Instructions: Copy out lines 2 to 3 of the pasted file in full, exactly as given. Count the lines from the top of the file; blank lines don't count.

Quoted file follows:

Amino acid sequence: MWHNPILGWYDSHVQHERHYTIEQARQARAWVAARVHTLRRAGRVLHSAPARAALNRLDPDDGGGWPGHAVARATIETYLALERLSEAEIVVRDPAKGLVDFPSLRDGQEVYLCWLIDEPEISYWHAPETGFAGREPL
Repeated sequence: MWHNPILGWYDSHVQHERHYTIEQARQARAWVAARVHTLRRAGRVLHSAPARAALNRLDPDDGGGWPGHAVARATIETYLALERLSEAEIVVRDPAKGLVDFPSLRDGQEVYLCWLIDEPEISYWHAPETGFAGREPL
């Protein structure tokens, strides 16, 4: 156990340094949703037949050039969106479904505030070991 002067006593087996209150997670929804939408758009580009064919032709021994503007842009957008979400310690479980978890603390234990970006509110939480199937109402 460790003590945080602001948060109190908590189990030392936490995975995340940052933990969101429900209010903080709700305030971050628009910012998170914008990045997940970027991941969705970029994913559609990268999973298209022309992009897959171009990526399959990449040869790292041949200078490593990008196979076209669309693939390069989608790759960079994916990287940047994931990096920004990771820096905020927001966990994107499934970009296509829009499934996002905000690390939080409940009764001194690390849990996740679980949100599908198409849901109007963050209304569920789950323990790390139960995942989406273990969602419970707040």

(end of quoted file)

Repeated sequence: MWHNPILGWYDSHVQHERHYTIEQARQARAWVAARVHTLRRAGRVLHSAPARAALNRLDPDDGGGWPGHAVARATIETYLALERLSEAEIVVRDPAKGLVDFPSLRDGQEVYLCWLIDEPEISYWHAPETGFAGREPL
């Protein structure tokens, strides 16, 4: 156990340094949703037949050039969106479904505030070991 002067006593087996209150997670929804939408758009580009064919032709021994503007842009957008979400310690479980978890603390234990970006509110939480199937109402 460790003590945080602001948060109190908590189990030392936490995975995340940052933990969101429900209010903080709700305030971050628009910012998170914008990045997940970027991941969705970029994913559609990268999973298209022309992009897959171009990526399959990449040869790292041949200078490593990008196979076209669309693939390069989608790759960079994916990287940047994931990096920004990771820096905020927001966990994107499934970009296509829009499934996002905000690390939080409940009764001194690390849990996740679980949100599908198409849901109007963050209304569920789950323990790390139960995942989406273990969602419970707040």